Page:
|Thus unusual trio of walkers caught our attention. Two men in black, one in front and one in the back - complete with shades and the ear piece - accompanied this lady while she went for a walk on the Corniche. |
That is of course until you find out that some 25 people died during fighting in Tripoli this week. 25? 25! Wow! When did that happen? That’s what you get when you don’t listen to the news. 25 dead sounds to me like a full scale war out there. I ask the old aunt living in our house whether her friend in Tripoli is noticing this. “She’s not home right now,” is the reply. “She was visiting her parents in the mountains, and couldn’t go back because of snipers in the area.” I guess that’s a good thing. Sort of. It’s gone beyond gunfire however; now they’re shelling each other with mortars. It’s odd how life goes on as if nothing is going on, some 80 kilometers south of Tripoli.
I had to teach my son today how to get the mecanique done for his car. The mecanique is the annual car quality check, a bit like the Dutch APK. It requires a visit to the mecanique place, of course. I had done it earlier this month, but on a weekday, and quite early, so there weren’t that many people in the place. They’ve got like 20 assembly lines, so that process goes quite quickly. I had also totally forgotten about the positive discrimination in this place. When I do my mecanique, I enter the line for women. There’s usually only about 4 of them in front of me. Which is like a ratio of 1 : 250 to the men’s line.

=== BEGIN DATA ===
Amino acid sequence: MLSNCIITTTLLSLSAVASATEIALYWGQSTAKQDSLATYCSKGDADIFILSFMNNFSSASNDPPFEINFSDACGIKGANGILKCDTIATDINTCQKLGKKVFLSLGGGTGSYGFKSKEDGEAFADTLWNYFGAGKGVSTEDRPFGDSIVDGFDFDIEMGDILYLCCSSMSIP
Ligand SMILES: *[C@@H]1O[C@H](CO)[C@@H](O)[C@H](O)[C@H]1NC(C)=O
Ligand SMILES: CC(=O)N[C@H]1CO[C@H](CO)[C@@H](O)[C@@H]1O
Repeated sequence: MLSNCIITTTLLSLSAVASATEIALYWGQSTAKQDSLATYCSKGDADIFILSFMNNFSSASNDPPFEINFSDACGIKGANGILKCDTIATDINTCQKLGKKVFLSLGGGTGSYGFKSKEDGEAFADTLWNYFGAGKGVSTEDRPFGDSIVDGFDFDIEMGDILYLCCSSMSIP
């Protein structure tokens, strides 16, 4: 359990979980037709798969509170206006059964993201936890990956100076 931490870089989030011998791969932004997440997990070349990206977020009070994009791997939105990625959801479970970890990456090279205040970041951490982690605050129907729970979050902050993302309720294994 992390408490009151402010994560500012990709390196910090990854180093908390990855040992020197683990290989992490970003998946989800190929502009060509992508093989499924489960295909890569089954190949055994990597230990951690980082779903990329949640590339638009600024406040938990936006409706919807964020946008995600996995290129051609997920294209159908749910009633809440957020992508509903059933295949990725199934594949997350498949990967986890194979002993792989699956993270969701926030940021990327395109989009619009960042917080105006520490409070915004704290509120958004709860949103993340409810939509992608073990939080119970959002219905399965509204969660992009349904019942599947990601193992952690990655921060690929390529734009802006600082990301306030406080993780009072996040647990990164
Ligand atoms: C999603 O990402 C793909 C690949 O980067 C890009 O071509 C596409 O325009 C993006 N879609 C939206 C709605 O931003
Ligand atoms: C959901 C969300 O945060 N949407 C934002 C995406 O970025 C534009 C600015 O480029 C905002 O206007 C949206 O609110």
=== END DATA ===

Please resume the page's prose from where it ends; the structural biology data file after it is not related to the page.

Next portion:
But this morning, there were like a 2,000 men; they were lining up halfway down the parking lot. Holy moly! And my son does not get to stand in the line for the women; that was going to be a 8 hour job just getting to the front desk getting you number checked. And so we abandoned that plan and drove back home.
‘Driving Miss Daisy, ’ that’s what my son calls it when I get into his car. I object to the G-forces his driving style exerts on my neck, and apparently I inhale too sharply every time he passes too closely by another car. He stops too late, drives too fast, and honks too quickly and too long. At least, that’s what I think. I do hear – somewhere in the background – an echo of my father, when he would sit beside me in the passenger seat. Life comes full circle at one point, I guess.
|The Corniche in the evening|